Remote sensing from space has yet to develop into a viable commercial business. Nevertheless, as users become more familiar with the benefits of combining space-derived data with other sources of geographic information, the possibility of commercial success could improve.

Commercial space transportation
      The prosperity of the communications satellite business was accompanied by a willingness of the private sector to pay substantial sums for the launch of its satellites. As growth in the business slowed at the turn of the 21st century, so did growth in commercial space transportation, because there were few other commercial spacecraft needing access to orbit. Initially, most commercial communications satellites went into space on U.S.-government-operated vehicles. When the space shuttle was declared operational in 1982, it became the sole American launch vehicle providing such services. After the 1986 Challenger accident, however, the shuttle was prohibited from launching commercial payloads. This created an opportunity for the private sector to employ existing expendable launch vehicles such as the Delta, Atlas (Atlas rocket), and Titan (Titan rocket) as commercial launchers. In the 1990s, an American commercial space transportation industry emerged. Whereas the Titan was not a commercial success, the other two vehicles found commercial customers for a number of years.

      Europe followed a different path to commercial space transport. After deciding in the early 1970s to develop the Ariane launcher, it created under French leadership a marketing organization called Arianespace to seek commercial launch contracts for the vehicle. In the mid-1980s, both the U.S.S.R. and China initiated efforts to attract commercial customers for their launch vehicles. As the industry developed in the 1990s, the United States initiated joint ventures with Russia and Ukraine to market their launchers; Europe also created a similar alliance with Russia. China continued to market its Long March series of launch vehicles for commercial use, and other countries hoped to market their indigenous launchers on a commercial basis.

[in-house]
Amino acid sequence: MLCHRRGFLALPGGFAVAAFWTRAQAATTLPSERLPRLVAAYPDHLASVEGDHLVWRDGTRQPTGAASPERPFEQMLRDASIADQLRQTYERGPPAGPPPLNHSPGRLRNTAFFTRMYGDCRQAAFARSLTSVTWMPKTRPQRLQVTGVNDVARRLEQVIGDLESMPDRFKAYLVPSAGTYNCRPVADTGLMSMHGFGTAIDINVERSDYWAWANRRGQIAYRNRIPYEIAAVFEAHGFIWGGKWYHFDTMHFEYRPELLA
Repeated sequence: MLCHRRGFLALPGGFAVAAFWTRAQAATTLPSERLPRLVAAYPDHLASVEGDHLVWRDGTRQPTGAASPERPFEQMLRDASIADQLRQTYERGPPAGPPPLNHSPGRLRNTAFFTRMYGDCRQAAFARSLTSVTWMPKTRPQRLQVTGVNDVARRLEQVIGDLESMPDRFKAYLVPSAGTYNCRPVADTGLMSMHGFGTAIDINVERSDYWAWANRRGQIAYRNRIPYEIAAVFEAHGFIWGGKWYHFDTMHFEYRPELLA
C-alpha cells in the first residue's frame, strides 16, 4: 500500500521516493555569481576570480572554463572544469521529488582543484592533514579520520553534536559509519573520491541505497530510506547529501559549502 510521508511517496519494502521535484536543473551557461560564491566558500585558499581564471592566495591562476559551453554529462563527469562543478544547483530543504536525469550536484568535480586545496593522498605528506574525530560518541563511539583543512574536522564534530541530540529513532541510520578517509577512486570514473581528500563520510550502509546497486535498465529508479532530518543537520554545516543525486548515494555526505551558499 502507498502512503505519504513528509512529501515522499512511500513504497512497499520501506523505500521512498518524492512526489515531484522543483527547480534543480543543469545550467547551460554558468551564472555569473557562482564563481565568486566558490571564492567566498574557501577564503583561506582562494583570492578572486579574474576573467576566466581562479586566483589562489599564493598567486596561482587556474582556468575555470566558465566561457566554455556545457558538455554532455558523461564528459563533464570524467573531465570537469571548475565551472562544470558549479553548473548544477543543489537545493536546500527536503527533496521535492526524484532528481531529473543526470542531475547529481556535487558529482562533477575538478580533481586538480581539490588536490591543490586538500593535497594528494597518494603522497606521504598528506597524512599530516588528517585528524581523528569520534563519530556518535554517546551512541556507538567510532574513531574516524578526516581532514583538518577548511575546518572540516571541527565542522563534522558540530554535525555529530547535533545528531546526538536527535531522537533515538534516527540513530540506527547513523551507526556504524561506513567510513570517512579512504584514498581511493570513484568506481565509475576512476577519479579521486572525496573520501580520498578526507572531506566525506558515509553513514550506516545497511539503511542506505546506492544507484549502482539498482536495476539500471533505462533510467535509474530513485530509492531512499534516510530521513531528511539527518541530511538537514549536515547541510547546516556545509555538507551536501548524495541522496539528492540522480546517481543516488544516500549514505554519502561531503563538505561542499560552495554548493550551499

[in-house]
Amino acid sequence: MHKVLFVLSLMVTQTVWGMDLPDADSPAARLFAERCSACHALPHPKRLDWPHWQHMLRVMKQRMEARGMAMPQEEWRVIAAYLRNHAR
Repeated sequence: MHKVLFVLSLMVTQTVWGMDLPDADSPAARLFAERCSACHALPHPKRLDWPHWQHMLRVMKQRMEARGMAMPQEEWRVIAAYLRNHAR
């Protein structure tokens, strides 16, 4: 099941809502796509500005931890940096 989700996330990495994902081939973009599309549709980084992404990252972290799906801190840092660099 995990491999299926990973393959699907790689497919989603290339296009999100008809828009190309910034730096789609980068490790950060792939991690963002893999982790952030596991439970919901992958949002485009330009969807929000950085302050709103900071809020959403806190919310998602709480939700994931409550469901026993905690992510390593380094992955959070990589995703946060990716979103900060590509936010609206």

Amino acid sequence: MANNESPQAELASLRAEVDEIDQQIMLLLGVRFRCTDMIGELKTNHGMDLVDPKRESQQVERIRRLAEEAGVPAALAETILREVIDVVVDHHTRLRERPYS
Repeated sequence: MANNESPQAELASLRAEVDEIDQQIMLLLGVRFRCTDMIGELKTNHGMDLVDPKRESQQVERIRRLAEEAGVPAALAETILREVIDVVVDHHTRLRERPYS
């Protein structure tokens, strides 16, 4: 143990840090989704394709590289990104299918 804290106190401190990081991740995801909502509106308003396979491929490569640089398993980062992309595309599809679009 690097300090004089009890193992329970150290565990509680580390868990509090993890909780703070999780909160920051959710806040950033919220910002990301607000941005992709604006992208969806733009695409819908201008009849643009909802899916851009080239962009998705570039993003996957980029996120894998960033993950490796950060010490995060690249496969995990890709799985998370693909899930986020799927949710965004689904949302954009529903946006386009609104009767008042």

In the first years of the 21th century, only 20 commercial launches were conducted per year on average, although the launch capacity worldwide was significantly greater.

New commercial applications
      Space advocates have identified a number of possible opportunities for the future commercial use of space. For their economic feasibility, many depend on lowering the cost of transportation to space, an objective that has eluded both governments and private entrepreneurs. Access to low Earth orbit continues to cost thousands of dollars per kilogram of payload—a significant barrier to further space development.

      The International Space Station originally was expected to be the scene of significant commercially funded research and other activity as its laboratories began to operate. This was projected to include both industry-funded microgravity research in ISS laboratories and less-conventional undertakings such as hosting fare-paying passengers, filming movies on the facility, and allowing commercial endorsements of goods used aboard the station. Commercial success for the ISS was predicted to lead to the development of new, privately financed facilities in low Earth orbit, including research, manufacturing, and residential outposts, and perhaps to privately financed transportation systems for access to those facilities. Because of delays in completing the station—particularly after the grounding of the shuttle fleet following the Columbia accident in 2003—such commercial use did not emerge. It seemed unlikely that there would be significant commercial use of the ISS after its completion in 2010 or later.

      Another potential commercial application is the transport of fare-paying passengers into space, known as space tourism. Various surveys have suggested a willingness among many in the general public to spend considerable sums for the opportunity to experience space travel. Although a very limited number of wealthy individuals have purchased trips into Earth orbit at a very high price, large-scale development of the space tourism market will not be possible until less-expensive, highly reliable transportation systems are developed.